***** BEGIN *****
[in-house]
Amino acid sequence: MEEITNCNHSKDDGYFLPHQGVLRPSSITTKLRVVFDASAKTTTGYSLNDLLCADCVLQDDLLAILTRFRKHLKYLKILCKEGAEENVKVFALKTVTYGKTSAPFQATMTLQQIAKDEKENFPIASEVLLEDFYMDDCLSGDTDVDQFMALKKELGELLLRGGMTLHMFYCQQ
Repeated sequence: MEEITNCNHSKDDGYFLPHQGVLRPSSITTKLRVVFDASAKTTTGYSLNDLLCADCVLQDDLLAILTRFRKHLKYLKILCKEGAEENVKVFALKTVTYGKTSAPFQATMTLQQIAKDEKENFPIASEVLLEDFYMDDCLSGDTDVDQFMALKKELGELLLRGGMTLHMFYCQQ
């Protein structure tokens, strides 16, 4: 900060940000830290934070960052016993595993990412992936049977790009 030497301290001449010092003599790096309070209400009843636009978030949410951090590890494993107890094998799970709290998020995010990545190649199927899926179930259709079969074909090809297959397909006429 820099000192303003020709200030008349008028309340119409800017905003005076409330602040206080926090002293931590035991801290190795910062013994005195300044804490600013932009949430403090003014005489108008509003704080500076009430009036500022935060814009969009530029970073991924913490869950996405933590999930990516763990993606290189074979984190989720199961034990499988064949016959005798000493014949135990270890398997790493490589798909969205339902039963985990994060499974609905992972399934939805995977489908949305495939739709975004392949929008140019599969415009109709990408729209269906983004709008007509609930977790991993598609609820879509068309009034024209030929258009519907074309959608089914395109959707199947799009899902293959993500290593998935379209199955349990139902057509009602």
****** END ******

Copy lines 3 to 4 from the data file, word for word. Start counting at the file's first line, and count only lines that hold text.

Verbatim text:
Repeated sequence: MEEITNCNHSKDDGYFLPHQGVLRPSSITTKLRVVFDASAKTTTGYSLNDLLCADCVLQDDLLAILTRFRKHLKYLKILCKEGAEENVKVFALKTVTYGKTSAPFQATMTLQQIAKDEKENFPIASEVLLEDFYMDDCLSGDTDVDQFMALKKELGELLLRGGMTLHMFYCQQ
């Protein structure tokens, strides 16, 4: 900060940000830290934070960052016993595993990412992936049977790009 030497301290001449010092003599790096309070209400009843636009978030949410951090590890494993107890094998799970709290998020995010990545190649199927899926179930259709079969074909090809297959397909006429 820099000192303003020709200030008349008028309340119409800017905003005076409330602040206080926090002293931590035991801290190795910062013994005195300044804490600013932009949430403090003014005489108008509003704080500076009430009036500022935060814009969009530029970073991924913490869950996405933590999930990516763990993606290189074979984190989720199961034990499988064949016959005798000493014949135990270890398997790493490589798909969205339902039963985990994060499974609905992972399934939805995977489908949305495939739709975004392949929008140019599969415009109709990408729209269906983004709008007509609930977790991993598609609820879509068309009034024209030929258009519907074309959608089914395109959707199947799009899902293959993500290593998935379209199955349990139902057509009602």